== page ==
[Skip to Content]
Access to paid content on this site is currently suspended due to excessive activity being detected from your IP address 54.161.168.87. Please contact the publisher to request reinstatement.
[Skip to Content Landing]
Article
September 18, 1991

Drugs, Alcohol, Pregnancy, and the NeonatePay Now or Pay Later

Author Affiliations

From the Departments of Pediatrics and Psychiatry, Northwestern University Medical School, Chicago, Ill.

From the Departments of Pediatrics and Psychiatry, Northwestern University Medical School, Chicago, Ill.

JAMA. 1991;266(11):1567-1568. doi:10.1001/jama.1991.03470110113044
Abstract

As a premed student in undergraduate school, I struggled through the economics courses required for graduation, comforting myself with the thought that economics has nothing to do with health care. Twenty-five years later, I have come to recognize the delusion under which I was working. The article by Phibbs et al1 in this issue of JAMA confirms what many practitioners have long suspected: maternal drug use, especially the use of crack cocaine, is driving the cost of care for the exposed infants beyond any reasonable level.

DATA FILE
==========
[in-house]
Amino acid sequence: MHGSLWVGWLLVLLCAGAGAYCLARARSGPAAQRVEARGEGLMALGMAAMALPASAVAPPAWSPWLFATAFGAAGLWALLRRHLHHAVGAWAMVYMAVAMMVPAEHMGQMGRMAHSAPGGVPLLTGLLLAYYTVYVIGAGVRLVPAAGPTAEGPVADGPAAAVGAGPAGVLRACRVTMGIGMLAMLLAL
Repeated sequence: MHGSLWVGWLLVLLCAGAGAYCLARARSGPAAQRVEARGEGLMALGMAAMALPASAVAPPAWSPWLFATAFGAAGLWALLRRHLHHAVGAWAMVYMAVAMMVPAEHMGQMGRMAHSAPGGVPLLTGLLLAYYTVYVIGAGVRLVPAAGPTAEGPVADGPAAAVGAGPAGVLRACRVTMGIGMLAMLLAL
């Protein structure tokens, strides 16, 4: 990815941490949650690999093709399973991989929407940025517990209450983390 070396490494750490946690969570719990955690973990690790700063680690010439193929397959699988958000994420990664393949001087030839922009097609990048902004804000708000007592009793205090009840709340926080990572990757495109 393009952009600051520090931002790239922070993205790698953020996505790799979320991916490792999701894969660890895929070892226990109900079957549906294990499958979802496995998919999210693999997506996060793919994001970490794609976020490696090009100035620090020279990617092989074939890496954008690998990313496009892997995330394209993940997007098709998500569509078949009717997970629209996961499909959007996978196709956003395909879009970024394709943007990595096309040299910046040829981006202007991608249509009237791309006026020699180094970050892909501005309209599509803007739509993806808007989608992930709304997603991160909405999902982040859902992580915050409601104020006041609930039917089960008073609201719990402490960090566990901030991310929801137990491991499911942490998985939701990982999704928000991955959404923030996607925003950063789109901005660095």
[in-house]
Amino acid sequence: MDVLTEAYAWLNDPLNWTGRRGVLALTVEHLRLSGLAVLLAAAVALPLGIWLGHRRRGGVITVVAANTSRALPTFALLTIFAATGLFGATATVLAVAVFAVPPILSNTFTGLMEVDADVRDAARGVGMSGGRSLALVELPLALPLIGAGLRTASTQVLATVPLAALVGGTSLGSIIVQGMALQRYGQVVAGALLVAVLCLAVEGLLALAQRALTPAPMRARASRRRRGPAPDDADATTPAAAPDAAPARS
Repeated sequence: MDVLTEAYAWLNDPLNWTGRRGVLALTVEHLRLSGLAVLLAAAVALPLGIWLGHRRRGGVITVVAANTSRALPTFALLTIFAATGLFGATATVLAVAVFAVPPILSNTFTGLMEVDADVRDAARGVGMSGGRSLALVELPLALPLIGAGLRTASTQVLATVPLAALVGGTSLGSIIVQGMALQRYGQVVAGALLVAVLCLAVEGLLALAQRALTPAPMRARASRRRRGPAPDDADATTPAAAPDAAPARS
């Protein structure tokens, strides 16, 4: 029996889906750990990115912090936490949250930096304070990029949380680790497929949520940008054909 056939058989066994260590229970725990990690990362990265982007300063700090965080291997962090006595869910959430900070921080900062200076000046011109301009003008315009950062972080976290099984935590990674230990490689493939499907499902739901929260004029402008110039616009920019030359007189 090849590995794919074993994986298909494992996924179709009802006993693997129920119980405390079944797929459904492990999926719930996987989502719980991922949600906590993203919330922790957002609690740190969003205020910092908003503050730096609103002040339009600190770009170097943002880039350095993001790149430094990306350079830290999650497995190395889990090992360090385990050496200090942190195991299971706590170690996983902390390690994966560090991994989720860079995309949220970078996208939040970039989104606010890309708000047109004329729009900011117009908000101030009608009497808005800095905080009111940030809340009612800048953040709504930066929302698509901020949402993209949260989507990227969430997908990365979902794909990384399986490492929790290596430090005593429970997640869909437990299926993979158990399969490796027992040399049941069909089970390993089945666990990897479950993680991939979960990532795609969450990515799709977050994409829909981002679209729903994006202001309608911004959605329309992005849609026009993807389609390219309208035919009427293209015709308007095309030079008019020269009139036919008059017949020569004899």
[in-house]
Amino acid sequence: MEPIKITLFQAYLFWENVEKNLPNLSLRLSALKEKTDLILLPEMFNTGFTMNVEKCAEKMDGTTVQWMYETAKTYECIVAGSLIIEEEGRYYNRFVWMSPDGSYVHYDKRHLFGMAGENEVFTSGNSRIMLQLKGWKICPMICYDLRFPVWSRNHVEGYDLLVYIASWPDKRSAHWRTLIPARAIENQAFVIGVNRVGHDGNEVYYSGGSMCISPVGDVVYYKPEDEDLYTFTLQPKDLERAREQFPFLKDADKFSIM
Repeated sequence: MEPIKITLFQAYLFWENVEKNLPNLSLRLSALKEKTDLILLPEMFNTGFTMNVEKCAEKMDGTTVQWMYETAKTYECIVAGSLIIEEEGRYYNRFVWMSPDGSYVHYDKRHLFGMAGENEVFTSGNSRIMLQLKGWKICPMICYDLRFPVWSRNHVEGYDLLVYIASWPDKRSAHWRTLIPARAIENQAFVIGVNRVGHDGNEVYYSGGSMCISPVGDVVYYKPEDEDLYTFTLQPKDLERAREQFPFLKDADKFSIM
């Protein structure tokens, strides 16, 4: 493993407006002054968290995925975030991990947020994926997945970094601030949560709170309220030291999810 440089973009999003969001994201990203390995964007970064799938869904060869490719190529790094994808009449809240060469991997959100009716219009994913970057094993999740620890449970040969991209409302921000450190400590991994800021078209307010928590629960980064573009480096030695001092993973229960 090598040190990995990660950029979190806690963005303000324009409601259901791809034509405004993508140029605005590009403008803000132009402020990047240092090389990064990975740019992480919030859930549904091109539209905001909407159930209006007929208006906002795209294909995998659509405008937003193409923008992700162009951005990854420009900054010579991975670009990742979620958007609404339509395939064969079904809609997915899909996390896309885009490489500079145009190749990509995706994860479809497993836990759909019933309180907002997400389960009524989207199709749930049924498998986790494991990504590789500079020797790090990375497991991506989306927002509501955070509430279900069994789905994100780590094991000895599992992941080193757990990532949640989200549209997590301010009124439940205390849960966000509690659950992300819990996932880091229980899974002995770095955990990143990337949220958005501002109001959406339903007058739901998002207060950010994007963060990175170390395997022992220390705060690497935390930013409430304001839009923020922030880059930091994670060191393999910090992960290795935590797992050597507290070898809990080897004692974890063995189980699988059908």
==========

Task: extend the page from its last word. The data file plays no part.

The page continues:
From a national perspective, the total cost implications of drug and alcohol, and especially cocaine, use during pregnancy elude us, primarily because we really do not know how many exposed infants are being born each year. The earliest study looking at this issue found that 11% of infants born in 36 selected hospitals across the country had

×